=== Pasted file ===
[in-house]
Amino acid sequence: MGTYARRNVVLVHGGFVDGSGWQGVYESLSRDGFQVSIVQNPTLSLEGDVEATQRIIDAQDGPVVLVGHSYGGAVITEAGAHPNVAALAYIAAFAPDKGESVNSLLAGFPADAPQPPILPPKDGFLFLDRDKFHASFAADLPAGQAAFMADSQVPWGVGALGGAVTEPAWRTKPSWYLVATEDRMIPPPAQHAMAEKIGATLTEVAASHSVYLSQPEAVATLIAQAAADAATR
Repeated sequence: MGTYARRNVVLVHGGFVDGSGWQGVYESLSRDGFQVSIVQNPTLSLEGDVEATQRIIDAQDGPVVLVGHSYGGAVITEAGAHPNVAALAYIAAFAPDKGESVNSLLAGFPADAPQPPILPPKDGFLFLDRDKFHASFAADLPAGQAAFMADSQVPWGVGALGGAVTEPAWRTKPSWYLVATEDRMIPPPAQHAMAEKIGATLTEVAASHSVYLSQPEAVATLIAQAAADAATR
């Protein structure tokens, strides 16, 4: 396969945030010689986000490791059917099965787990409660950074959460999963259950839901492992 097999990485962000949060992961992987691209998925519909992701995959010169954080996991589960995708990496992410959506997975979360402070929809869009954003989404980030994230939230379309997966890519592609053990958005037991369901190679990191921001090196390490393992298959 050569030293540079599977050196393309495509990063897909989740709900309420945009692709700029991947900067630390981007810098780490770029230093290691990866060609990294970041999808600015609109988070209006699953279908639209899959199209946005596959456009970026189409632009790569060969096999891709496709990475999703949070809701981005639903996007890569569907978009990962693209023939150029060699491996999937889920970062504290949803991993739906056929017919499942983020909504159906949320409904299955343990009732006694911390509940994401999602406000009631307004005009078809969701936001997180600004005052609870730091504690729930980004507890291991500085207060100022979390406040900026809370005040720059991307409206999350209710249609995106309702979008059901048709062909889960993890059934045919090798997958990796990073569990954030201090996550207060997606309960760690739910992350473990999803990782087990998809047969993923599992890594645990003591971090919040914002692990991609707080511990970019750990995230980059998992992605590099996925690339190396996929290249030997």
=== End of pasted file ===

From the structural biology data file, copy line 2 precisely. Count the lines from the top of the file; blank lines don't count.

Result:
Amino acid sequence: MGTYARRNVVLVHGGFVDGSGWQGVYESLSRDGFQVSIVQNPTLSLEGDVEATQRIIDAQDGPVVLVGHSYGGAVITEAGAHPNVAALAYIAAFAPDKGESVNSLLAGFPADAPQPPILPPKDGFLFLDRDKFHASFAADLPAGQAAFMADSQVPWGVGALGGAVTEPAWRTKPSWYLVATEDRMIPPPAQHAMAEKIGATLTEVAASHSVYLSQPEAVATLIAQAAADAATR